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The One Thing All Successful NGOs Have in Common: A Robust Financial Framework

 “The ‘financial framework’ is the term for the policies, procedures, regulations and standing orders we use to make sure we’re taking proper care of public money.” – Powys County Council

Similar to a business, it is imperative to establish a robust financial framework for an NGO. A financial framework provides an organised system that guides and supports the financial operations and structure of the organisation.  It includes internal financial control mechanisms to prevent financial mismanagement such as misuse or theft of funds and assets, non-compliance of an organisation or government policies and regulations, and inaccurate financial reporting. NGOs also face several problems, including inadequate resources, lack of capacity building, lack of performance measurement instruments, and inefficient management. Setting up a proper financial framework will help resolve some, if not all, of them.

One of the primary purposes of a robust financial framework is accountability. Up until recently, NGOs were often given a leeway when it came to financial reporting due to their work’s noble nature and lack of resources. Incomplete and inadequate financial reporting was either overlooked or blamed on their non-profit nature by accounting professionals or the public. However, with emerging scandals over the years in relation to NGOs, the public, the press, and authorities have scrutinised NGOs’ activities. For instance, in October 2020, the director of Social Welfare of India was arrested by the Anti-Corruption Bureau (Srinagar, India) on charges of corruption, fraud and embezzlement of public money under the Swach Bharat Abhiyaan. With their trust having been shaken, they now demand accountability from NGOs as well.

In the light of several scandals, NGOs, who depend mainly on donations (both public and corporate) and grants, face backlash in terms of generalised mistrust towards the non-profit industry and dwindling funding since it is a daunting prospect for the affiliated donors that their contributions are misused instead of fulfilling their original purpose of doing good.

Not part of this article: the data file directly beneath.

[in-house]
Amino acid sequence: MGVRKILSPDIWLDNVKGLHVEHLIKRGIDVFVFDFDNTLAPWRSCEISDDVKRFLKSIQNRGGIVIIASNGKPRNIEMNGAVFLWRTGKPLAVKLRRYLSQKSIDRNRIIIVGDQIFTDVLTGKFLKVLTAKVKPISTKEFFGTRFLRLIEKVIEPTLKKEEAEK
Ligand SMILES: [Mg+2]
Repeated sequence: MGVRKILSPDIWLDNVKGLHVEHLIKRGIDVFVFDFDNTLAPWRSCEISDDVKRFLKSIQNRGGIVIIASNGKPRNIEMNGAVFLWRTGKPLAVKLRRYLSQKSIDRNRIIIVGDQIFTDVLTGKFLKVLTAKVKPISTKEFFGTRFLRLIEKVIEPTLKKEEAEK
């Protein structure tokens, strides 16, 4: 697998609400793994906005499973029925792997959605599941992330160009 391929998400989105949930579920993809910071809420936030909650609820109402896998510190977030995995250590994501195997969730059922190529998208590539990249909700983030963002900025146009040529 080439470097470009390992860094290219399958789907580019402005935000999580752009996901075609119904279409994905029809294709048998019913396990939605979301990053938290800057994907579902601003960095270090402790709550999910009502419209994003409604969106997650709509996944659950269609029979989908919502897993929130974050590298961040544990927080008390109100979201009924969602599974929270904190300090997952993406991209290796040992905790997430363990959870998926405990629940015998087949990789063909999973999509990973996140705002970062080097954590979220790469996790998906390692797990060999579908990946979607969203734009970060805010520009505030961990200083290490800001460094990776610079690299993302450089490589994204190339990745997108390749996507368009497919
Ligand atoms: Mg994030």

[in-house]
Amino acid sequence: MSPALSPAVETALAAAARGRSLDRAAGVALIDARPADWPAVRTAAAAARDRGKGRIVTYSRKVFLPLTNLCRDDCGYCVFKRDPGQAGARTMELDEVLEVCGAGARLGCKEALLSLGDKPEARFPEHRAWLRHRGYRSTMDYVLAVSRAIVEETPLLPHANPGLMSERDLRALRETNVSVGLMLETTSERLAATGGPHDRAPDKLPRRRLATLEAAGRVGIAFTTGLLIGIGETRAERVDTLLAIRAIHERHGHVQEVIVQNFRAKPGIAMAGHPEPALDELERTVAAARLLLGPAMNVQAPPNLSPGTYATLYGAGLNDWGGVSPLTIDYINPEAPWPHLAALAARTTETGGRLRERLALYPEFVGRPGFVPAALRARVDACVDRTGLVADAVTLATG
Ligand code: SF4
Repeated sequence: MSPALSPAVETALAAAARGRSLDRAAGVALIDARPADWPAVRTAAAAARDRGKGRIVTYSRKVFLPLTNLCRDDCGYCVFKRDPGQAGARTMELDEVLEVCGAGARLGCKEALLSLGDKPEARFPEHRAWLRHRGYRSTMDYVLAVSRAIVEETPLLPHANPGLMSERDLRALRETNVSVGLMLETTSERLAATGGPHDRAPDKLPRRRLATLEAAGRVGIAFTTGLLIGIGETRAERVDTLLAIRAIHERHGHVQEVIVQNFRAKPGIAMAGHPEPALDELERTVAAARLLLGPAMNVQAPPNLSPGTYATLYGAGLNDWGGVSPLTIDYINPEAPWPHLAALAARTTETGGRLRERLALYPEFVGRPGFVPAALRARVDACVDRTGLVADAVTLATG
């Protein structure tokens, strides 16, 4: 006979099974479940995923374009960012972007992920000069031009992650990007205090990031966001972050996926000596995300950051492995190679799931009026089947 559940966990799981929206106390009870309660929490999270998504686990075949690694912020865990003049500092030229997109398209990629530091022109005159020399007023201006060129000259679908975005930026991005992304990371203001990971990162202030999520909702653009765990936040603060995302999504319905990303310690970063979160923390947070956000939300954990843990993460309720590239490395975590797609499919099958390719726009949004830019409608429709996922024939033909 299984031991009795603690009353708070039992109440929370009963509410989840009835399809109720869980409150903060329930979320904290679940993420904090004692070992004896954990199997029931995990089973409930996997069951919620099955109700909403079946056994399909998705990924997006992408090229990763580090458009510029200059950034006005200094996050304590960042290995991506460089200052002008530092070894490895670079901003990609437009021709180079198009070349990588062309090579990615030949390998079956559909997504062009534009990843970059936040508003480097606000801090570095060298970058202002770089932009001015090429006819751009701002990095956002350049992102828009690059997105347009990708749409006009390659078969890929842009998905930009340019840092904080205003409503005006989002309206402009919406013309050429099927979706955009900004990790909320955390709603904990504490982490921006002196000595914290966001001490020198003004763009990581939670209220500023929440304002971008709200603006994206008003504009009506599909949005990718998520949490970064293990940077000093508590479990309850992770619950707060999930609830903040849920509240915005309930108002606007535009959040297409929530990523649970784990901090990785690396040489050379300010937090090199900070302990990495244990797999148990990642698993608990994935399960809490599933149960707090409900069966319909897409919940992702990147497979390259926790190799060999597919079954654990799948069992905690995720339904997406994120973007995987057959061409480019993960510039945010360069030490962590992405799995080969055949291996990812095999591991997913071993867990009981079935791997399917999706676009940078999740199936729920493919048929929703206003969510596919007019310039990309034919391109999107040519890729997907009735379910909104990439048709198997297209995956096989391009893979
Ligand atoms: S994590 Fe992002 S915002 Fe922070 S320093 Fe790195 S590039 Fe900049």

In this vein, a robust financial framework can be used to provide accountability to stakeholders. Strict financial policies, procedures and regulations allow for transparency and reassure that the stakeholders’ money is being taken proper care of.

Non-profit organisations, in general, benefit from tax exemption. They are exempt from paying income tax and other taxes on certain conditions, including using funds exclusively for their philanthropic goals.  Nevertheless, NPOs often carry out profit-making activities to raise funds, raising the obligation to pay off tax liabilities. In such cases, the organisation must charge and remit tax sales. Failure to abide by the conditions mentioned above may lead to its tax-exempt status being revoked. A robust financial framework ensures proper knowledge of tax laws and procedures, and its adherence prevents such an occurrence.

Furthermore, non-profit organisations are as susceptible to frauds, such as theft of money and embezzlement, as for-profit organisations. Establishing a robust financial framework includes putting in place specific regulations and procedures that limit the authority to transfer funds or assets to a few select trusted people. A financial framework consolidates the organisation’s financial security. It ensures proper control and monitoring of the organisation’s funds and assets, and in case of fraud, it helps trace back the perpetrator and recover losses.  

Additionally, an NGO’s financial framework helps check whether its financial status aligns with its financial objectives. Since the organisation is non-profit, profitability and other accounting ratios cannot be used as instruments to measure its performance. Hence, if its financial status matches its financial objectives, it may indicate a financially stable performance. Carman (2007) observed that NGOs’ most utilised performance indicators are efficiency, effectiveness, fundraising, costs, audits, and beneficiaries’ satisfaction. Most of these indicators depend on the effectiveness of the organisation’s financial framework. Likewise, a practical financial framework allows managers to take strategic decisions and plan for the long term based on accurate financial information.

The environment in which NGOs operate is becoming more dynamic and competitive by the day. Establishing a robust financial framework is a critical step towards ensuring their long-term survival and sustainability. It also plays a crucial role in fulfilling organisations’ duties of being accountable, transparent, and honest in their operations. To put it simply, an NGO without a solid financial framework cannot be expected to survive or thrive in the present society.

Vijeshna Ramkalawon, YUVA Intern and BSc (Hons) Finance Student at the University of Mauritius 

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YUVA

Registered in February 2015, YUVA started as a group of enthusiastic individuals, and today it has mobilised thousands of young people with a simple aim of creating a better future for children and youth of Mauritius. At the heart of YUVA’s duty lies the conviction that the collective destinies of the human race are bound together.

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